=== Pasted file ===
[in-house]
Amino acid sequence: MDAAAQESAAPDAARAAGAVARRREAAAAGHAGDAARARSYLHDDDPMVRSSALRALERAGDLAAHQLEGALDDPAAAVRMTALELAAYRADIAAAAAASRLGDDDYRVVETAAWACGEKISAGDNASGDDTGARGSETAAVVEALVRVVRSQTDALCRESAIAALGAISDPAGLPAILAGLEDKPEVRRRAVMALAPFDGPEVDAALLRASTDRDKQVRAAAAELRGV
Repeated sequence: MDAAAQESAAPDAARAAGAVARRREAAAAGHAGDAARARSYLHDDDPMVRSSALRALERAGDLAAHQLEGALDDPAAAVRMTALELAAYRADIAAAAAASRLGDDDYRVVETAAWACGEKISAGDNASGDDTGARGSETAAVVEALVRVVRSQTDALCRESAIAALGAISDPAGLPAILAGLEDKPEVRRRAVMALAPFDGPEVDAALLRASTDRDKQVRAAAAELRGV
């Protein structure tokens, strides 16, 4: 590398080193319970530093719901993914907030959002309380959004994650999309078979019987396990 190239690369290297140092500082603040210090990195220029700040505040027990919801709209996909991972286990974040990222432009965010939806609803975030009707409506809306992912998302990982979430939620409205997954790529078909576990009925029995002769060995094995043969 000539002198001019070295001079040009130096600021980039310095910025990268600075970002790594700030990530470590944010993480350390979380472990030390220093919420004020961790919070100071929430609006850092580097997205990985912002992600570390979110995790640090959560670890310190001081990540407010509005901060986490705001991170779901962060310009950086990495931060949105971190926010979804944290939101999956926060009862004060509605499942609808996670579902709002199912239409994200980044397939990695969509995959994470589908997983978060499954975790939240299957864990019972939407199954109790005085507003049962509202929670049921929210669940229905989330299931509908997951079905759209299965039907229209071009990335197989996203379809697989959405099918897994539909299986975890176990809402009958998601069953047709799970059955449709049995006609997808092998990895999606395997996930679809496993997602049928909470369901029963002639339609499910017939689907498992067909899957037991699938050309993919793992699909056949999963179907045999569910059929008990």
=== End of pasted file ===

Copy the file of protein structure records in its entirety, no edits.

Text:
[in-house]
Amino acid sequence: MDAAAQESAAPDAARAAGAVARRREAAAAGHAGDAARARSYLHDDDPMVRSSALRALERAGDLAAHQLEGALDDPAAAVRMTALELAAYRADIAAAAAASRLGDDDYRVVETAAWACGEKISAGDNASGDDTGARGSETAAVVEALVRVVRSQTDALCRESAIAALGAISDPAGLPAILAGLEDKPEVRRRAVMALAPFDGPEVDAALLRASTDRDKQVRAAAAELRGV
Repeated sequence: MDAAAQESAAPDAARAAGAVARRREAAAAGHAGDAARARSYLHDDDPMVRSSALRALERAGDLAAHQLEGALDDPAAAVRMTALELAAYRADIAAAAAASRLGDDDYRVVETAAWACGEKISAGDNASGDDTGARGSETAAVVEALVRVVRSQTDALCRESAIAALGAISDPAGLPAILAGLEDKPEVRRRAVMALAPFDGPEVDAALLRASTDRDKQVRAAAAELRGV
């Protein structure tokens, strides 16, 4: 590398080193319970530093719901993914907030959002309380959004994650999309078979019987396990 190239690369290297140092500082603040210090990195220029700040505040027990919801709209996909991972286990974040990222432009965010939806609803975030009707409506809306992912998302990982979430939620409205997954790529078909576990009925029995002769060995094995043969 000539002198001019070295001079040009130096600021980039310095910025990268600075970002790594700030990530470590944010993480350390979380472990030390220093919420004020961790919070100071929430609006850092580097997205990985912002992600570390979110995790640090959560670890310190001081990540407010509005901060986490705001991170779901962060310009950086990495931060949105971190926010979804944290939101999956926060009862004060509605499942609808996670579902709002199912239409994200980044397939990695969509995959994470589908997983978060499954975790939240299957864990019972939407199954109790005085507003049962509202929670049921929210669940229905989330299931509908997951079905759209299965039907229209071009990335197989996203379809697989959405099918897994539909299986975890176990809402009958998601069953047709799970059955449709049995006609997808092998990895999606395997996930679809496993997602049928909470369901029963002639339609499910017939689907498992067909899957037991699938050309993919793992699909056949999963179907045999569910059929008990």